A small, flat stick, with rounded ends and a flattened tip, used for cleaning the finger nails and pushing back cuticles. It looks like a tiny tongue depressor, about four inches long by half an inch wide (by my poor estimate). They are often orange in color.

One can use an orange stick to clean under ones nails, or to buff and clean ones nails, or to gently push down the cuticle that is growing over the nail. One can do all of these things without a orange stick; in fact, cuticle pushers and nail buffers have been designed to do these jobs more professionally, but orange sticks are cheap to make, easy to carry, and just generally useful.

They are called orange sticks because they were originally made from orange wood. They are, in fact, often still called orangewood sticks. They were invented by Dr. Sitts, an European podiatrist, in 1830. Before this, metal tools and chemicals were used to manicure nails. It wasn't until 1892 that Dr. Sitts' niece introduced proper nail care to women, and the orange stick becomes useful to the everyday woman. The term 'orange stick' was in popular usage by 1910.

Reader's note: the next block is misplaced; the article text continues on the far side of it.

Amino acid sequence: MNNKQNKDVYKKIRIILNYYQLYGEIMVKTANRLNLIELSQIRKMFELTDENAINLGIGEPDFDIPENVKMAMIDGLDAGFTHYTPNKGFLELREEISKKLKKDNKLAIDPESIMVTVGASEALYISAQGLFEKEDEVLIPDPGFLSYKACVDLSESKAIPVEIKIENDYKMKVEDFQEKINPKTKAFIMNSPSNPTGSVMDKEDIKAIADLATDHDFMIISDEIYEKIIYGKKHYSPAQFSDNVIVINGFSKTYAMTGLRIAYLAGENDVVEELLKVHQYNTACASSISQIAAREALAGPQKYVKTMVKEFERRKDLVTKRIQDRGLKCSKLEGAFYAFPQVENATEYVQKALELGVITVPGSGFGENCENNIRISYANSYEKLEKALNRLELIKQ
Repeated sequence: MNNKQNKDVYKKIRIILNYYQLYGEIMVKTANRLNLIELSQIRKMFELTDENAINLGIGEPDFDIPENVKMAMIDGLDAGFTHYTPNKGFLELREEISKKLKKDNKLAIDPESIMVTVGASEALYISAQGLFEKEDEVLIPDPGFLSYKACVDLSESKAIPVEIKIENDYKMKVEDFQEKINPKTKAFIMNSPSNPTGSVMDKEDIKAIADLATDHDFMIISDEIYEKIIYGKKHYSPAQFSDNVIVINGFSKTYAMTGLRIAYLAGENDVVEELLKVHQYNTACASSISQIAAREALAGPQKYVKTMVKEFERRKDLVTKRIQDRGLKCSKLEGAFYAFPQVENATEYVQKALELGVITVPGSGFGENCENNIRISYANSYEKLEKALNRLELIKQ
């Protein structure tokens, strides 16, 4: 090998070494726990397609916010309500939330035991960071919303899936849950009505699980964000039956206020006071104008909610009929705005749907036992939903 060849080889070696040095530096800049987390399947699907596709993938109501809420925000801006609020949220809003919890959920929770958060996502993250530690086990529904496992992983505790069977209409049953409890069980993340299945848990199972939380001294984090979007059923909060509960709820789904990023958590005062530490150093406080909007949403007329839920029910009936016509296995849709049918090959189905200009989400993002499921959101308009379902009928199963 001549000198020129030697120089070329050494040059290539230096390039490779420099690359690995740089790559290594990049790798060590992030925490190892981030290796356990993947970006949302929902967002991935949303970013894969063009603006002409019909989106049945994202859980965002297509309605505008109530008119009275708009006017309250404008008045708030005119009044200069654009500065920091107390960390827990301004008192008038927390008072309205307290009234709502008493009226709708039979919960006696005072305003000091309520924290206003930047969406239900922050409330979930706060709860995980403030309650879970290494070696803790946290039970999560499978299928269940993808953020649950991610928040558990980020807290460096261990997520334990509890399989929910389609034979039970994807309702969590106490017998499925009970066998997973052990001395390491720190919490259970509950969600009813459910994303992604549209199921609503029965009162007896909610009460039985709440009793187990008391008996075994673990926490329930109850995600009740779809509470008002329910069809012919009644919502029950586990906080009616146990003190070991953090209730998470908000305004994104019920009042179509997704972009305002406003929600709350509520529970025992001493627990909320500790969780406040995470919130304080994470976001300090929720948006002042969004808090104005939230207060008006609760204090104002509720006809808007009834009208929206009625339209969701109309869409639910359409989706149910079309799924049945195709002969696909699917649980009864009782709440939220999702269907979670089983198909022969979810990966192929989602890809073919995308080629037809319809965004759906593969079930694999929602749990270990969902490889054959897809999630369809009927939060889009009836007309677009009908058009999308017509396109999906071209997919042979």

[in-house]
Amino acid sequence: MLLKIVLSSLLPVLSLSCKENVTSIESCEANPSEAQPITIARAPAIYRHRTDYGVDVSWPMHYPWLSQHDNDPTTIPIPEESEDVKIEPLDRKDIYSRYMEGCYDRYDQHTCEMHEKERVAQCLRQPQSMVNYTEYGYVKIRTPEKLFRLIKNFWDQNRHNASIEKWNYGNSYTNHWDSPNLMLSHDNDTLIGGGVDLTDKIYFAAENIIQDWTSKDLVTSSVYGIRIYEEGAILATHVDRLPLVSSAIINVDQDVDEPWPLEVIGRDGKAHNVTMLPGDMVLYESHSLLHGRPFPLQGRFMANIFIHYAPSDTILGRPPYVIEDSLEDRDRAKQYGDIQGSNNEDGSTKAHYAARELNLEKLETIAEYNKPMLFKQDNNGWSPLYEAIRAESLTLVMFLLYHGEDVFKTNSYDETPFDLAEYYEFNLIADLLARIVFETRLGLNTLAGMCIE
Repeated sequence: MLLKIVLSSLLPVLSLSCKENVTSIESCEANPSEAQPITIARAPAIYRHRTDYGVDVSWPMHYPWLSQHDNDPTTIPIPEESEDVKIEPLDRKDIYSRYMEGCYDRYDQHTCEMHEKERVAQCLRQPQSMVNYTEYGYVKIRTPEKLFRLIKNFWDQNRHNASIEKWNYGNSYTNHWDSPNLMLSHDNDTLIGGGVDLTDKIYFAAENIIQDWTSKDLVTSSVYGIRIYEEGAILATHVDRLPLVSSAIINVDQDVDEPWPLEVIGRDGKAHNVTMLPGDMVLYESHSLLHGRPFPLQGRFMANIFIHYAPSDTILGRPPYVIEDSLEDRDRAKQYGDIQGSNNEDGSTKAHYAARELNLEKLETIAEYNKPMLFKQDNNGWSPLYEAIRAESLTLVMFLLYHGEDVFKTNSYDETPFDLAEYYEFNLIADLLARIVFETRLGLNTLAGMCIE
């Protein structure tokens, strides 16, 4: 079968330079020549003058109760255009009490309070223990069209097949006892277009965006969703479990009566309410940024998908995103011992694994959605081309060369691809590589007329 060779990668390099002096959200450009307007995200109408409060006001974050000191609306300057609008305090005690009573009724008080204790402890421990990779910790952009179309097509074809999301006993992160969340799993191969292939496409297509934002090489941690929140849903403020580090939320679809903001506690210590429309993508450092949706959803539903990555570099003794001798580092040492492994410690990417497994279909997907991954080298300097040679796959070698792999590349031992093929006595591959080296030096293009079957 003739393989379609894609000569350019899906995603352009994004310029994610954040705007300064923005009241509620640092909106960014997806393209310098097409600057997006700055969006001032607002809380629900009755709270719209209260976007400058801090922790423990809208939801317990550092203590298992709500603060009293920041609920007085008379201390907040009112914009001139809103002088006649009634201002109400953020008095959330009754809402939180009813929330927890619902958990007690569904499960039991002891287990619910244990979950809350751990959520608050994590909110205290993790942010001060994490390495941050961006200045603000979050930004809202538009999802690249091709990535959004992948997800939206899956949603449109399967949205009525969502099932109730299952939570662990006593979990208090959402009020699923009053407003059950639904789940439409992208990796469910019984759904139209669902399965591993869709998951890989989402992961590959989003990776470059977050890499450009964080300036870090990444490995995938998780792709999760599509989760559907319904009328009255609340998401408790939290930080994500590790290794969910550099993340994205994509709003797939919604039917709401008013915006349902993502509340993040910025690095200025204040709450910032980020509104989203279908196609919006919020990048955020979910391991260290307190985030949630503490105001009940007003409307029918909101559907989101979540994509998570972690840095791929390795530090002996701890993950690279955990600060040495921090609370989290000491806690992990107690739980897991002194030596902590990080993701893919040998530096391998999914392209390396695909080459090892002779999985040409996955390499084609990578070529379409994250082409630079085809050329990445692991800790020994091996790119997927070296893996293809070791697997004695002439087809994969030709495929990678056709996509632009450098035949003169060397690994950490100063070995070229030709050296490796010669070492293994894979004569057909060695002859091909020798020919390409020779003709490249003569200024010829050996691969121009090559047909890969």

References:
http://www.nailtechnician.co.nz/html/history_of_nail_care.html
http://www.fredysnet.com/id63.html
http://www.healthsuperstore.com/printarticle.aspx?ArticleID=22
http://dictionary.reference.com/search?q=orange+stick&r=66

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